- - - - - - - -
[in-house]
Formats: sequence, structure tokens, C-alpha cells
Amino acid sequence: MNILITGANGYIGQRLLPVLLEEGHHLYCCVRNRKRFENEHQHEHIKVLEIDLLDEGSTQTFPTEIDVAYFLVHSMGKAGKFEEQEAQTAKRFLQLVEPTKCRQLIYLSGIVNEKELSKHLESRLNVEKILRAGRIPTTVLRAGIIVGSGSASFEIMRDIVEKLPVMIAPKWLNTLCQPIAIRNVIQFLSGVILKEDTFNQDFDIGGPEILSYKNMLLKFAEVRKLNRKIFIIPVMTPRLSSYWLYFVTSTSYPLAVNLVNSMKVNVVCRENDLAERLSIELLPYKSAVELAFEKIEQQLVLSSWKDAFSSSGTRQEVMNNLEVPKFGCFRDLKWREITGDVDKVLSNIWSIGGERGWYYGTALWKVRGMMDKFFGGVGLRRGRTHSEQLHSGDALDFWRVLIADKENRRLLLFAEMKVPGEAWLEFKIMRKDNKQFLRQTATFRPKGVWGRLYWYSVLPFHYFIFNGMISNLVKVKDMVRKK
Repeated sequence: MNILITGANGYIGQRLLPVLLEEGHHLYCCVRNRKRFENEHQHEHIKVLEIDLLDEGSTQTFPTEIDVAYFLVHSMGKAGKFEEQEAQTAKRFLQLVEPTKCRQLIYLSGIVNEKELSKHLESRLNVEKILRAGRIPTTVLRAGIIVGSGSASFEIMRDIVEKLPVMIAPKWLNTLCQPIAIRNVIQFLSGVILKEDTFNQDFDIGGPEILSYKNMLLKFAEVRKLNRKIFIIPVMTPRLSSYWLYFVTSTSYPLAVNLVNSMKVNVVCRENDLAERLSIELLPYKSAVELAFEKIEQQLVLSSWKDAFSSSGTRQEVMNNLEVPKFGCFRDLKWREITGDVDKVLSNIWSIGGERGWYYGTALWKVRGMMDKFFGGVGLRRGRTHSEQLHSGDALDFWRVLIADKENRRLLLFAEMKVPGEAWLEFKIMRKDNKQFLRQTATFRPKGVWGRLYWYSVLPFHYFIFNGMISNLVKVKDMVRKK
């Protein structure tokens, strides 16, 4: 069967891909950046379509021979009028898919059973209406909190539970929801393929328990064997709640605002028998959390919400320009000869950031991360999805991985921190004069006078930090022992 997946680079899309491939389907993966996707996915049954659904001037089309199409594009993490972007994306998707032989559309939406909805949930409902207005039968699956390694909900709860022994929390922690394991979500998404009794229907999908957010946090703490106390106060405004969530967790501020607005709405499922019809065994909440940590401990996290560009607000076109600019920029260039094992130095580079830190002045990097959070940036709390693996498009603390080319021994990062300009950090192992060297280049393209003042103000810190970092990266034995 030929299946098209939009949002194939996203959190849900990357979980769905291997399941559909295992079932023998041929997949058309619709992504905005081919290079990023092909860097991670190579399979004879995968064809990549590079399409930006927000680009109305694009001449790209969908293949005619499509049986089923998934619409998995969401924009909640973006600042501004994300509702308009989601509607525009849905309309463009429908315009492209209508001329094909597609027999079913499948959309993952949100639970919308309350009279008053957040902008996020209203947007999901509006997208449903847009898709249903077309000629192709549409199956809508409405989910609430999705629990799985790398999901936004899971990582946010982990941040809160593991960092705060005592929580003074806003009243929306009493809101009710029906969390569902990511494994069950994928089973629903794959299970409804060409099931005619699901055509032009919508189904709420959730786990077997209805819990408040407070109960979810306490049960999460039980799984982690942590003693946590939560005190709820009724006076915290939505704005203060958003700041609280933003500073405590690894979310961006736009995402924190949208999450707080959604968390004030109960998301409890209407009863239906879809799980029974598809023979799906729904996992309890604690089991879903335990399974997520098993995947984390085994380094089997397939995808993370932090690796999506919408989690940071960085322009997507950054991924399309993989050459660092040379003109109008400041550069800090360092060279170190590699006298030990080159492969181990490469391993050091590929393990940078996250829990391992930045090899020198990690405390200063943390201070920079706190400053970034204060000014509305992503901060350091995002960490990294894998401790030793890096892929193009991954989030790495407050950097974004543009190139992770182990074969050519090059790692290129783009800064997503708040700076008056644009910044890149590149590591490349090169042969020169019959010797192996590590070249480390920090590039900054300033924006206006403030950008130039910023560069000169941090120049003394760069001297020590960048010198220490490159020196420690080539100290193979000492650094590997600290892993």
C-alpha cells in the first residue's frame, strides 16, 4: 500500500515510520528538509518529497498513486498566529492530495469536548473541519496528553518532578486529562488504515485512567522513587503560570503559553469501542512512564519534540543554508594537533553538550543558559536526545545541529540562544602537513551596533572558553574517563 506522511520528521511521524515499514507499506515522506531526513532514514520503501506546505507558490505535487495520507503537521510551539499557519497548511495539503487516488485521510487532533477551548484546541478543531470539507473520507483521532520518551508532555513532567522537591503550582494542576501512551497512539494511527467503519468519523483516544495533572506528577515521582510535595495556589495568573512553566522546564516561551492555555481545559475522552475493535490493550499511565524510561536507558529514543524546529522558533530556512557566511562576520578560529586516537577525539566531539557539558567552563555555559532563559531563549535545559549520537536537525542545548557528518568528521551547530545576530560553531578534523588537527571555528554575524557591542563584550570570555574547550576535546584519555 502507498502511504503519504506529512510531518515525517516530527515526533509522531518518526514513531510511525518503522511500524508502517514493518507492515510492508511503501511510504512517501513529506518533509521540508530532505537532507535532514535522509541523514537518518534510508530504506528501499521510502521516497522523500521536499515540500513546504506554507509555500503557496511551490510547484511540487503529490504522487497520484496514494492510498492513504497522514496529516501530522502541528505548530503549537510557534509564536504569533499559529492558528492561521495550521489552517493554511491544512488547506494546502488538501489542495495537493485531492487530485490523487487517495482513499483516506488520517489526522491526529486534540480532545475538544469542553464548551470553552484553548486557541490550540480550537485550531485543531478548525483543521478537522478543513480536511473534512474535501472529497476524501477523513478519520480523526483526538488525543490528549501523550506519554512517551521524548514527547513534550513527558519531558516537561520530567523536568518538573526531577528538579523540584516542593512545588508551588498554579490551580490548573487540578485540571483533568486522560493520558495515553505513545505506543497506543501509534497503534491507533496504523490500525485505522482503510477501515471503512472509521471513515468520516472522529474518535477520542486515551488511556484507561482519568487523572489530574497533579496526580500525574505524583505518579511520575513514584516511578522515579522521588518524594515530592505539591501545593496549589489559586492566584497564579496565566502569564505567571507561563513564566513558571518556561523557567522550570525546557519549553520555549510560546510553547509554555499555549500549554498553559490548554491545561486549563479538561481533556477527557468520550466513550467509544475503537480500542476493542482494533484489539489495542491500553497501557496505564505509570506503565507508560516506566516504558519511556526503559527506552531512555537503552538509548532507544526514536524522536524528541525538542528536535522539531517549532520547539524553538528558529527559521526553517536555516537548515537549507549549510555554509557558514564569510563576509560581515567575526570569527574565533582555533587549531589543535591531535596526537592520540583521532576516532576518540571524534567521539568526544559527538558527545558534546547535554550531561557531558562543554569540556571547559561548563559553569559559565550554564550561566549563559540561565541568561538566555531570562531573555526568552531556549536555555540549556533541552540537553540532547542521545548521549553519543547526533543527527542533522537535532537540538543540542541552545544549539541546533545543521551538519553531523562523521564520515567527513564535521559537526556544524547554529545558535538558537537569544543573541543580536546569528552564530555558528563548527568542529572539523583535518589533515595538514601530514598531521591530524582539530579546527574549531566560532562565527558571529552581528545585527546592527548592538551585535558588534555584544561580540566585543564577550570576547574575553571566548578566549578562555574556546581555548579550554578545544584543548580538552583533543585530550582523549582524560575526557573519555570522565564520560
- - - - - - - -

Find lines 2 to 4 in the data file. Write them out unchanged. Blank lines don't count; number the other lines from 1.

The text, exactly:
Formats: sequence, structure tokens, C-alpha cells
Amino acid sequence: MNILITGANGYIGQRLLPVLLEEGHHLYCCVRNRKRFENEHQHEHIKVLEIDLLDEGSTQTFPTEIDVAYFLVHSMGKAGKFEEQEAQTAKRFLQLVEPTKCRQLIYLSGIVNEKELSKHLESRLNVEKILRAGRIPTTVLRAGIIVGSGSASFEIMRDIVEKLPVMIAPKWLNTLCQPIAIRNVIQFLSGVILKEDTFNQDFDIGGPEILSYKNMLLKFAEVRKLNRKIFIIPVMTPRLSSYWLYFVTSTSYPLAVNLVNSMKVNVVCRENDLAERLSIELLPYKSAVELAFEKIEQQLVLSSWKDAFSSSGTRQEVMNNLEVPKFGCFRDLKWREITGDVDKVLSNIWSIGGERGWYYGTALWKVRGMMDKFFGGVGLRRGRTHSEQLHSGDALDFWRVLIADKENRRLLLFAEMKVPGEAWLEFKIMRKDNKQFLRQTATFRPKGVWGRLYWYSVLPFHYFIFNGMISNLVKVKDMVRKK
Repeated sequence: MNILITGANGYIGQRLLPVLLEEGHHLYCCVRNRKRFENEHQHEHIKVLEIDLLDEGSTQTFPTEIDVAYFLVHSMGKAGKFEEQEAQTAKRFLQLVEPTKCRQLIYLSGIVNEKELSKHLESRLNVEKILRAGRIPTTVLRAGIIVGSGSASFEIMRDIVEKLPVMIAPKWLNTLCQPIAIRNVIQFLSGVILKEDTFNQDFDIGGPEILSYKNMLLKFAEVRKLNRKIFIIPVMTPRLSSYWLYFVTSTSYPLAVNLVNSMKVNVVCRENDLAERLSIELLPYKSAVELAFEKIEQQLVLSSWKDAFSSSGTRQEVMNNLEVPKFGCFRDLKWREITGDVDKVLSNIWSIGGERGWYYGTALWKVRGMMDKFFGGVGLRRGRTHSEQLHSGDALDFWRVLIADKENRRLLLFAEMKVPGEAWLEFKIMRKDNKQFLRQTATFRPKGVWGRLYWYSVLPFHYFIFNGMISNLVKVKDMVRKK